So, freezing squashes is great because you don't have to blanch them. Blanching kills the enzymes that lead to spoilage. There's a lot of science involved that I'll skip. The point here is, you don' t need to for summer squashes unless you want.

For now, just wash...

slice or grate...

and lay-out flat on a baking sheet.

Laying them out flat is optional, but it's nice since it helps avoid having one giant frozen mound of squash. You can just pour out what you need like from a store-bough bag.

Notice, I also pre-bag mine. I do this mostly because I'm lazy and I will forget to come back after 30 minutes or so to bag up the slices. If I don't, I'll open up the freezer hours later and curse beause I have trays of loose veggies that I forgot about and now I have to stop what I was really doing and fumble around with a bunch of hard, roly discs that skitter across my kitchen floor. Pre-bagging is just easier.

But be sure label the bags BEFORE putting the veggies in.

Now press out the air...

and place flat in the freezer...

(Have I mentioned how much I love my bottom-freezer with the pull-out drawer?)

Once they're frozen more or less, just slide the trays out and you're good to go. Cook these as you would any frozen veggie. They won't be super crisp like fresh, but they're still great in soups or sauted if you don't mind them a bit soft.

(In case you're interested, you probably can get fairly crisp veggies if you freeze these fast enough. It's the ice crystals that break down the cell walls and make plants mushy. The slower something freezes, the bigger the crystals. If you used, say, dry ice for super-fast freezing and then put them in the bottom of a deep-freeze, you might have a chance. Good luck with that.)

A few tips for the shredded stuff:

  1. if you have one, use a measuring spoon with rounded edges on the bottom, it makes nice mounds that don't cling to any crevices inside the cup. If yours leads a double life living on the floor as a baby toy, be sure to wash it well first.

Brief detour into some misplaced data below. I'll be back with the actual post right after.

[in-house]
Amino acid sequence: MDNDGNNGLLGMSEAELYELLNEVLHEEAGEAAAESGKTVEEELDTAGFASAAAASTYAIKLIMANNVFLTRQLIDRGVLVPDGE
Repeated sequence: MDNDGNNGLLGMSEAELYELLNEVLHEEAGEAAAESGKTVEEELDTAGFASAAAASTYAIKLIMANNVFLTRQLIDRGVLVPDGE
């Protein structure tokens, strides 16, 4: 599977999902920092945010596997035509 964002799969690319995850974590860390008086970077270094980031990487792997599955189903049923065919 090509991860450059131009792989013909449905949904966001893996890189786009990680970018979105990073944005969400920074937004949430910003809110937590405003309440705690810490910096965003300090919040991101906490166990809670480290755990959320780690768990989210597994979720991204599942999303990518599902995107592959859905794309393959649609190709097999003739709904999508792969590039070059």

2. pre-bag on a cookie sheet (see above). Be sure to leave some space between the mounds but gently press out as much air as you can around them.

  3. check your recipe to see how much you need. For zucchini bread, I know that I'll need 2 1/2 cups of zucchini, so I made 5 half-cup mounds.

  4. these will take longer to freeze than the slices, so leave them undisturbed a few hours before taking them off the cookie sheet.

  5. when you're ready to use, just pull them out to thaw. You could probably thaw them in the microwave but I've never tried it.

Friday, April 3, 2009

Peas in a pod

Even with the disappointment stemming (no pun intended) from the last cold front and the failure of most of my summer veggies (for now), there are some successes so far.

Sweet peas!

They're pretty little plants, aren't they? Can't wait to taste them in a couple of days.

Also, the blackberry bush is busy budding. (Very alliterative of me, no?) I hope they actually produce in a couple of months. It's an Arapaho variety. It's mostly upright and thornless. It seems like cheating to be able to pick blackberries without the risk and effort, but it's a small yard and poky things probably aren't a good idea.


Big I was impressed by the peas too.

Speaking of peas in a pod, he and the dogs are such good buddies these days.

Cracks me up how both he and Brisco have a funny expression at the same time. What a trio of funny guys I have to keep me company during the day.

Wednesday, April 1, 2009

It's here!

After obsessively looking out the window all morning and checking the front stoop to see if the mailman had come yet - despite the fact that I know he comes around 3 or 3:30 - it finally arrived: my Pikkolo Baby Carrier.

Here's a review of sorts. More info than you really need, but maybe someone in cyberspace will find it helpful in the future.